Governor Focuses on Energy, Economy

Economics and energy dominated the Gov. Kathleen Sebelius' State of the State message Monday night.

Sebelius entered the House chamber under the cloud of an economic crisis, but she says Kansans have the character to pull through.

"In that regard, the state of our state has never been stronger," she said.

Sebelius says she'll offer a plan for balancing the 2009 and 2010 budgets without raising taxes and without backing off commitments to education. She didn't offer details how she'd do it, except to say her budget recommendations for 2009 and 2010 "will make significant reductions in most agencies while trying to protect essential services."

"The budget also eliminates programs, closes facilities and freezes new hires," Sebelius said.

Despite the crisis, Sebelius says the state must keep an eye toward the future - specifically, wind energy. She says it's not just about energy, but the economy.

"In fulfilling our potential, we can attract billions of investment dollars for both transmission lines and the wind farms; we can create thousands of new jobs; and Kansas landowners will see the benefit of millions of dollars of lease payments for their wind," Sebelius said.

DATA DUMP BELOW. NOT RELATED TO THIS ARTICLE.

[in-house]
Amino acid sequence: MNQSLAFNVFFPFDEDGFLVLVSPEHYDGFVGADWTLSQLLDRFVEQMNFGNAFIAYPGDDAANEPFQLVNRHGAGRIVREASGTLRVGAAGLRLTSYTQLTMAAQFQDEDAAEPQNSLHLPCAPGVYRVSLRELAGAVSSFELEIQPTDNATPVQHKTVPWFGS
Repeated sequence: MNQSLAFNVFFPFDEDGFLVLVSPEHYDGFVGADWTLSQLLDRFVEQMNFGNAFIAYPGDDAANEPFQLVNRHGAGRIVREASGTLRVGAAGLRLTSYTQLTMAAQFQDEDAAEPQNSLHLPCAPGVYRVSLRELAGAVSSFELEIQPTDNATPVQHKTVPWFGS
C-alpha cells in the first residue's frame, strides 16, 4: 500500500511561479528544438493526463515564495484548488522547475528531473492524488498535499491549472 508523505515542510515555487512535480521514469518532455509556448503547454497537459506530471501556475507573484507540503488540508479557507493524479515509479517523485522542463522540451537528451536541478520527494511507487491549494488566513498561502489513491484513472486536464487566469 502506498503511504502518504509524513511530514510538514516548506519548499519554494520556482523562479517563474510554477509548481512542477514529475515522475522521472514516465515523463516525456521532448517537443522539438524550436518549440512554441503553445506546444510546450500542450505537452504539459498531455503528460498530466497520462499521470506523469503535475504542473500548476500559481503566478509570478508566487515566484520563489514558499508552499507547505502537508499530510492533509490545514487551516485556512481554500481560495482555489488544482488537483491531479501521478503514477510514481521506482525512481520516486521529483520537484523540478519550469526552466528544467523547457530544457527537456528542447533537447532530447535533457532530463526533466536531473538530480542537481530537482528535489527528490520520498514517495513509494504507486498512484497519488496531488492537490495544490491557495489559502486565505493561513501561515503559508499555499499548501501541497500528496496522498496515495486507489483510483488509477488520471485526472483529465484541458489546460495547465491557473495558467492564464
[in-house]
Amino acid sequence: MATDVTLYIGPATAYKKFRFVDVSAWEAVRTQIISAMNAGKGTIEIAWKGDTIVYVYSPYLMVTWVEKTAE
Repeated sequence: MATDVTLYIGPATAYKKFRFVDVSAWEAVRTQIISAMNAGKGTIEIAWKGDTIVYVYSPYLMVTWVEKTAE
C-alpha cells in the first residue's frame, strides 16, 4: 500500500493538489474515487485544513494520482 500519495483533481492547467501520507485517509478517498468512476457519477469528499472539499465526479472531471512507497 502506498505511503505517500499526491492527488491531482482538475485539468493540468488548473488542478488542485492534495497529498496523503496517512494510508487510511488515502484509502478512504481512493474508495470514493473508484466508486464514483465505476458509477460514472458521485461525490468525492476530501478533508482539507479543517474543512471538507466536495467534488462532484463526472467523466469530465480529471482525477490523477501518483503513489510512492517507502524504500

Sebelius lauded the cooperative effort that won the new National Bio and Agro Defense Facility for Kansas. She says that same cooperation is already at work in business, energy and transportation task forces that will see us through the tough times.

One other major focus of the Governor's speech was creating a Comprehensive Cancer Center. She says the state will apply for National Cancer Institute designation in 2011. If successful, she says it could generate $1.3 billion a year annually and create nearly 10,000 new jobs within a decade.

Republicans criticized Sebelius for lacking details on how she'd address a budget deficit of $186 million in the current fiscal year, and that could grow to $1 billion by 2010. Senate Majority Leader Derek Schmidt says the Governor painted a picture of false hope that it would be painless for people, when he believes it will present a harsh reality. House Speaker Mike O'Neal says he's disappointed that Sebelius didn't take action sooner, since the state has been aware of the issue for some time.

Sebelius will present her detailed budget plans Tuesday.